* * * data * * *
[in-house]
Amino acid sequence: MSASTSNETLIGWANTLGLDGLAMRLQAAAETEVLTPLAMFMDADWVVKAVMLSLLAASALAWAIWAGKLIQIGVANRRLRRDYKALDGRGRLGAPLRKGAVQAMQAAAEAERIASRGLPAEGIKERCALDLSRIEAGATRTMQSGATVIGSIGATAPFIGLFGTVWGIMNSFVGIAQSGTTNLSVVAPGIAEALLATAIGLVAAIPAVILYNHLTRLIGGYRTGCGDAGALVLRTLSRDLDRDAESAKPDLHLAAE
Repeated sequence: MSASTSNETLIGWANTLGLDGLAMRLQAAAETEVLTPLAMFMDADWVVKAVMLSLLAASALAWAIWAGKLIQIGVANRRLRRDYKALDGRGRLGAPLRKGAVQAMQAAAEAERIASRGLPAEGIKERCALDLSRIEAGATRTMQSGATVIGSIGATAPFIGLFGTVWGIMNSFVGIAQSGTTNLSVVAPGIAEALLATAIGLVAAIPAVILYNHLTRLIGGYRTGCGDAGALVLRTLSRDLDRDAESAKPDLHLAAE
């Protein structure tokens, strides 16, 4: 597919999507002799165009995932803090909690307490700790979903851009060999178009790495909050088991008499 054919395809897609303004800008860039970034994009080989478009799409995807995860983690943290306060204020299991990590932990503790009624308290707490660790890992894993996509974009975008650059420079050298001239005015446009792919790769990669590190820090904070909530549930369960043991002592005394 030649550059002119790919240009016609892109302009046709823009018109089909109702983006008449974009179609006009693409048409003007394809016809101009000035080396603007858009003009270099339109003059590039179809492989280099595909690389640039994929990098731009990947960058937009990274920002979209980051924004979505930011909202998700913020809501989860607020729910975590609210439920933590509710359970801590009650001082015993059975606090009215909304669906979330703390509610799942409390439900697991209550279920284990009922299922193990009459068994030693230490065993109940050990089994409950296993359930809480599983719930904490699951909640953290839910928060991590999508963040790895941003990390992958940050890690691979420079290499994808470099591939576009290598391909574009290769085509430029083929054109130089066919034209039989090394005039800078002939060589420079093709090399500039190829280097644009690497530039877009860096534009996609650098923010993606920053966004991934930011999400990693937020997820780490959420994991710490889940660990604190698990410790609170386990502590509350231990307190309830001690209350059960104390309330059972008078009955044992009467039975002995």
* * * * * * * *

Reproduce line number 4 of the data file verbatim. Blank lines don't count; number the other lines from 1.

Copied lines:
């Protein structure tokens, strides 16, 4: 597919999507002799165009995932803090909690307490700790979903851009060999178009790495909050088991008499 054919395809897609303004800008860039970034994009080989478009799409995807995860983690943290306060204020299991990590932990503790009624308290707490660790890992894993996509974009975008650059420079050298001239005015446009792919790769990669590190820090904070909530549930369960043991002592005394 030649550059002119790919240009016609892109302009046709823009018109089909109702983006008449974009179609006009693409048409003007394809016809101009000035080396603007858009003009270099339109003059590039179809492989280099595909690389640039994929990098731009990947960058937009990274920002979209980051924004979505930011909202998700913020809501989860607020729910975590609210439920933590509710359970801590009650001082015993059975606090009215909304669906979330703390509610799942409390439900697991209550279920284990009922299922193990009459068994030693230490065993109940050990089994409950296993359930809480599983719930904490699951909640953290839910928060991590999508963040790895941003990390992958940050890690691979420079290499994808470099591939576009290598391909574009290769085509430029083929054109130089066919034209039989090394005039800078002939060589420079093709090399500039190829280097644009690497530039877009860096534009996609650098923010993606920053966004991934930011999400990693937020997820780490959420994991710490889940660990604190698990410790609170386990502590509350231990307190309830001690209350059960104390309330059972008078009955044992009467039975002995």